WV's multi-purpose cash assistance, with the government's social protection office, gave quake-affected families a timely, flexible way to meet their basic needs through cash and vouchers. The Sulawesi disaster response shows that the voices from young disaster-affected populations must be heard as well, using effective humanitarian coordination mechanisms, to make informed choices and enable sustainable and quality support for those who need it through child-sensitive social protection mechanisms

Revolutionising Cash

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6.7 million beneficiaries in at least 44 countries were reached by cash and voucher programming in 2021.


World Vision has been using cash and voucher-based programming (CVP) in emergency and recovery contexts for more than 15 years, and, as of the most recent analysis by the Overseas Development Institute Humanitarian Policy Group, we ranked third in the global CVP implementation market (behind World Food Programme (WFP) and UNHCR).

CVP is an enabler of child well-being.

CVP provides immediate survival assistance and helps children and their caregivers to recover and thrive by addressing the underlying issues of poverty.

CVP promotes dignity for people affected by emergencies, providing them with choice, control and flexibility.

CVP helps build resilience, by driving the recovery of local markets. It connects beneficiaries, as consumers, with local suppliers and service providers, building the local economy where supply is adequate.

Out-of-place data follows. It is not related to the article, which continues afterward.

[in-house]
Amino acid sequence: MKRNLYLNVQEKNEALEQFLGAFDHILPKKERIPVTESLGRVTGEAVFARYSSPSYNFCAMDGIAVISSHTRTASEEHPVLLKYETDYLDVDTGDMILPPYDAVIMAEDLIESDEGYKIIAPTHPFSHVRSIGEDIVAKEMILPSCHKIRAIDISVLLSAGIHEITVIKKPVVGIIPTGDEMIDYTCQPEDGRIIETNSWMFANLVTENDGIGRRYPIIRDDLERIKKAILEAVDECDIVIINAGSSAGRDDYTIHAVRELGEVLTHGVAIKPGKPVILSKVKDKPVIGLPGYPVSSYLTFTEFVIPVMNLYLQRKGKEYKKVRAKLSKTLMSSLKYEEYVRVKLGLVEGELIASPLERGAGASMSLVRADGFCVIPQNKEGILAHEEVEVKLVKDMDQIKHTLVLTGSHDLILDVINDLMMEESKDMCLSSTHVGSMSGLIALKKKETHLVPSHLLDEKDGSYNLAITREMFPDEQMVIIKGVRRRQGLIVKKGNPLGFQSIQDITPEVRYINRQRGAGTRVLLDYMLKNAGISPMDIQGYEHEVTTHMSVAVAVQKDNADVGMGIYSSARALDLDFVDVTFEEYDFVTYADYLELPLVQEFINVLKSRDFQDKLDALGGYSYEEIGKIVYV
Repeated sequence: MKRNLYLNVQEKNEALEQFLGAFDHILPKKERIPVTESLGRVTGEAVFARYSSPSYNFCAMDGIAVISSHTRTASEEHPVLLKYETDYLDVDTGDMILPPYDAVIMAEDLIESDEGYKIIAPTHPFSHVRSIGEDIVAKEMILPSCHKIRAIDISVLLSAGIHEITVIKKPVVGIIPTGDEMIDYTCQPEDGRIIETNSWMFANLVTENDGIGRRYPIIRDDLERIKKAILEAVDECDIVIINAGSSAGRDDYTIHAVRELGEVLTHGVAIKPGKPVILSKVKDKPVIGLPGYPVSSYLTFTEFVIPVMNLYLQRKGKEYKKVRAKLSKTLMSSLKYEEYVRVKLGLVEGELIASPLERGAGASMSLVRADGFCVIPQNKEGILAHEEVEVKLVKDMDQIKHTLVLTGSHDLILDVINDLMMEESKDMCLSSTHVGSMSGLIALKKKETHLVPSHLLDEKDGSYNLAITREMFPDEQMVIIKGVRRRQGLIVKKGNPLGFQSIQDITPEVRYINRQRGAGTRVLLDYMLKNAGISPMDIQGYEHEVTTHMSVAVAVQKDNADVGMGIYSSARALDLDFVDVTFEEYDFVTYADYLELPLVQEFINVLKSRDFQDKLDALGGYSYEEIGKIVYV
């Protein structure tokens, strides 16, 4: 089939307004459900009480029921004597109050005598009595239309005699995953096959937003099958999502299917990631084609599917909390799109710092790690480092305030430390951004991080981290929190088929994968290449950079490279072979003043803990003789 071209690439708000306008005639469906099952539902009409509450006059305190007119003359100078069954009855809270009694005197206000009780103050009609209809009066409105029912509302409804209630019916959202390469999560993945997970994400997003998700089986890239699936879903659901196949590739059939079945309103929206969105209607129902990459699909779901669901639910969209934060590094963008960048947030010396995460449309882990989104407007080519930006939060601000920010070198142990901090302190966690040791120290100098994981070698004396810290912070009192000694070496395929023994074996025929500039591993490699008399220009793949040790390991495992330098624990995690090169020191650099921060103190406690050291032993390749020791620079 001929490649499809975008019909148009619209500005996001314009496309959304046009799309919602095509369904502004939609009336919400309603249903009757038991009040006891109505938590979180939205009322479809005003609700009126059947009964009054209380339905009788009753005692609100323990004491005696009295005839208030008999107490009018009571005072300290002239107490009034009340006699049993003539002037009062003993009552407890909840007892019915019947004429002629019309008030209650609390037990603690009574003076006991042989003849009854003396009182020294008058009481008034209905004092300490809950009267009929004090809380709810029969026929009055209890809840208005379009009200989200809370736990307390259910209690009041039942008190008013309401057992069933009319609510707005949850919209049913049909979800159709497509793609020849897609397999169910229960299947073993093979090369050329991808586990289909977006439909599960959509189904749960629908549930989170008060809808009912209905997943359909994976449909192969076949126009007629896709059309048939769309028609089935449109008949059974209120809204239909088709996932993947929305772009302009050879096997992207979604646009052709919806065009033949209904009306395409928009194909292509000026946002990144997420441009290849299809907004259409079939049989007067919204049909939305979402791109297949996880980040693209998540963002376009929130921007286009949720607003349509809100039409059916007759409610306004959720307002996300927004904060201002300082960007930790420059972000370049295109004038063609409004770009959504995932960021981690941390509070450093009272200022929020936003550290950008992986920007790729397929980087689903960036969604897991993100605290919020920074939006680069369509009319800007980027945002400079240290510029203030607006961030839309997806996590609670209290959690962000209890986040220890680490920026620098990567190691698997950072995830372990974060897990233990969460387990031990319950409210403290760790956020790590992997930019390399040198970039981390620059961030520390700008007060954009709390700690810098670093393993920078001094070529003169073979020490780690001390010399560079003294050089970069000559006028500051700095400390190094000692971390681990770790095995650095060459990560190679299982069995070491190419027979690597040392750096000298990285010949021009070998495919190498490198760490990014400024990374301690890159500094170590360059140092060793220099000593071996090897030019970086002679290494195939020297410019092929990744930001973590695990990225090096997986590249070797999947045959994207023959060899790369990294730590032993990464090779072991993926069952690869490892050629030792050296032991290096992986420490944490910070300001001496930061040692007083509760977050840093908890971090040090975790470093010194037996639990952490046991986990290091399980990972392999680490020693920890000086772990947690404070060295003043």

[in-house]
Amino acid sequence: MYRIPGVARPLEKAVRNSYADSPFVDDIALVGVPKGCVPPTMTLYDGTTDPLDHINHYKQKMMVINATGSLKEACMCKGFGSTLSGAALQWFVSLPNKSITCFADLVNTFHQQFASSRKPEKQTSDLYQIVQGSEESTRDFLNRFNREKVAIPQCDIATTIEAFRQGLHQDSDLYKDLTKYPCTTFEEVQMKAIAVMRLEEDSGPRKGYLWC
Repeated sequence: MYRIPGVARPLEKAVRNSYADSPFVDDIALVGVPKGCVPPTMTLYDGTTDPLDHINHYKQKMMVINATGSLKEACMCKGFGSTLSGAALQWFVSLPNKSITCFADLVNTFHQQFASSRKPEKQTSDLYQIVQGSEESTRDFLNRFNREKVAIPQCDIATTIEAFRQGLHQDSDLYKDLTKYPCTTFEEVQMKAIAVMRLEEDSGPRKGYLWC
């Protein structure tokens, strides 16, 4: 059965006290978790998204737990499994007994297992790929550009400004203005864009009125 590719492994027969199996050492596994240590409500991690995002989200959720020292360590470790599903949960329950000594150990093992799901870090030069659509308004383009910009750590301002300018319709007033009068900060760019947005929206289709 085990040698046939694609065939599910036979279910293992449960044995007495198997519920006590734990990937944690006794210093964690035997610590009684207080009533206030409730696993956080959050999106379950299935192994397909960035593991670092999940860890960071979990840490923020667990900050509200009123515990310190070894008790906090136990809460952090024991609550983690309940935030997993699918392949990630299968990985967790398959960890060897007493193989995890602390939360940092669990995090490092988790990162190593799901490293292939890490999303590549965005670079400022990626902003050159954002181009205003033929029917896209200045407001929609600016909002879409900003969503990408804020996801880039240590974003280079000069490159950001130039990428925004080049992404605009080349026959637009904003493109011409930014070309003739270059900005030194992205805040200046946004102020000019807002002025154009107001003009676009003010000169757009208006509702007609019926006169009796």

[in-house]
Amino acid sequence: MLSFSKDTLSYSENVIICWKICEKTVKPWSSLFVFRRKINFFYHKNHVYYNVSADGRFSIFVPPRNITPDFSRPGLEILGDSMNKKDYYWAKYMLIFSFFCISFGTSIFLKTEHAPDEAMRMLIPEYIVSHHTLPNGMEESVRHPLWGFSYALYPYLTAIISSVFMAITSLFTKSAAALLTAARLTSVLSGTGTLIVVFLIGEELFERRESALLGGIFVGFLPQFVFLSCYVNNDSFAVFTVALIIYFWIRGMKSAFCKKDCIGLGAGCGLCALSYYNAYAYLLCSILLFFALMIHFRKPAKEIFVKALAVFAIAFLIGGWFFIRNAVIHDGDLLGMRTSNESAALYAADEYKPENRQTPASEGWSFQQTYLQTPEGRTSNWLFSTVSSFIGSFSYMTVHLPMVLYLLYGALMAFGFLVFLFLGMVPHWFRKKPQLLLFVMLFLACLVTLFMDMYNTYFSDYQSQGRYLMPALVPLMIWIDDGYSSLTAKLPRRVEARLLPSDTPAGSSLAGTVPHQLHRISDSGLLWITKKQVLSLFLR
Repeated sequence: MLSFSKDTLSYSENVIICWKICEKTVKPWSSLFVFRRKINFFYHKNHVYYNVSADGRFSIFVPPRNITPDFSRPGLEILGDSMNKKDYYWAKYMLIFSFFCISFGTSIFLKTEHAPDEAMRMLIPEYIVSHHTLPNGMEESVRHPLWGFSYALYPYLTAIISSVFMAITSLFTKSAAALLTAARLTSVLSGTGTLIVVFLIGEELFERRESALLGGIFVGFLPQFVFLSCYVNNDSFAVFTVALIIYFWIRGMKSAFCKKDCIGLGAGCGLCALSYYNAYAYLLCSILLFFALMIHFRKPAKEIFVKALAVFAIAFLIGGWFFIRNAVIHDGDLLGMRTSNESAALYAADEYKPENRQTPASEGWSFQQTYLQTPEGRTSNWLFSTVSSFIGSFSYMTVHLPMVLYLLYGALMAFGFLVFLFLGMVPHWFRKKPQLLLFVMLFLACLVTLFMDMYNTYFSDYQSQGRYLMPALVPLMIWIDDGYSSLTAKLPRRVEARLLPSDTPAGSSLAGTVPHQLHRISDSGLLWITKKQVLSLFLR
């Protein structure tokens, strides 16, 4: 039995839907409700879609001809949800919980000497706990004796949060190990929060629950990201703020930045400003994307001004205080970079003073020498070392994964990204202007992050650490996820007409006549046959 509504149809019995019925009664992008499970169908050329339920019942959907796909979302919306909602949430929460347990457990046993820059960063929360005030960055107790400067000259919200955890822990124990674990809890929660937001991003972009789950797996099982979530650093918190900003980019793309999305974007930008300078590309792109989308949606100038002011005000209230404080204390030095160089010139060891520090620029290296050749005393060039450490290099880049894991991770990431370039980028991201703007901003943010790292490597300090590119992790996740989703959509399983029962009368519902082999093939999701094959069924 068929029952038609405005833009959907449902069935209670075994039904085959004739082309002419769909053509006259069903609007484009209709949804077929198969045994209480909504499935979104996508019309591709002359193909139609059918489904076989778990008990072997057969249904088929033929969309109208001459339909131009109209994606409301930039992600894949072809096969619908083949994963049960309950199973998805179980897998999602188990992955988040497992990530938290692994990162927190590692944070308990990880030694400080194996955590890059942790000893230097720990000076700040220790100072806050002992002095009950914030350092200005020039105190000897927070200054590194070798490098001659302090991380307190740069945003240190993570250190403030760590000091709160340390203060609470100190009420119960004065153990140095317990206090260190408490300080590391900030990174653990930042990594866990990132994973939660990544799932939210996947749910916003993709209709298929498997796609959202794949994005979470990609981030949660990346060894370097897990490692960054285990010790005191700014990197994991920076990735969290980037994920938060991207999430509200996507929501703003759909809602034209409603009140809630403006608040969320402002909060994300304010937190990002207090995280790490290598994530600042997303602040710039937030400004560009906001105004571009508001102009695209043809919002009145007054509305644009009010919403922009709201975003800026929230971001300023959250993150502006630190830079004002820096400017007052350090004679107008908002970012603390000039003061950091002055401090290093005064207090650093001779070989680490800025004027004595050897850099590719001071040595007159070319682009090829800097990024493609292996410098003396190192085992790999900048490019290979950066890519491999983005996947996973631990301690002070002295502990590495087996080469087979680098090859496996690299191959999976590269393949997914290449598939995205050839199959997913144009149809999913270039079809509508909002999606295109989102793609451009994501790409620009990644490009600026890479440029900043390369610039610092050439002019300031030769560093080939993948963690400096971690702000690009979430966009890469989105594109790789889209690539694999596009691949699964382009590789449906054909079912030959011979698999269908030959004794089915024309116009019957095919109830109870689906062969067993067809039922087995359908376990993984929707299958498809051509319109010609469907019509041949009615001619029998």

When done right and done well, CVP puts people at the centre of any humanitarian response.

World Vision's CVP portfolio was US$412 million (nearly 40% of our humanitarian assistance) and served more than 6.7 million people in 2021. 


World Vision delivered cash cards to Venezuelan migrant families to help them purchase badly-needed food and other necessities from local shops during the COVID-19 quarantine.

Our Commitment

In line with our promise to deliver 50% of humanitarian aid through cash and vouchers to 4 million of the most vulnerable children in fragile contexts by 2022, we are committed to:

  • localising aid and dramatically scaling up the use of cash programming in humanitarian operations 
  • prioritising digital payments and access to financial services to promote financial inclusion 
  • fundamentally changing the way cash and voucher assistance is delivered 
  • helping build a humanitarian system ready for ever-changing challenges.

Read more about the people we support through cash

I had farmland, goats, and I was leading a good life. I was left destitute in the [inter-communal] conflict [in Oromia region]. We arrived with nothing. Because of this cash, I am able to feed my children. It gives me the freedom to buy what we need most.
– Halima, an IDP and mother of seven, Somali region, Ethiopia
After natural disasters, people are dependent on humanitarian disaster management relief efforts to provide basic necessities. Cash and vouchers are an enabler to financial inclusion and provide beneficiaries with dignity and choice.

Bandarban Flood Response 2019

World Vision's response to the floods in Bandarban, Bangladesh targeted 20,000 households to support in the initial three months of recovery.

World Vision was able to immediately support 1,710 households (8,550 people) with multipurpose cash grants, special grants for people living with disabilities, and hygiene kits and awareness orientations.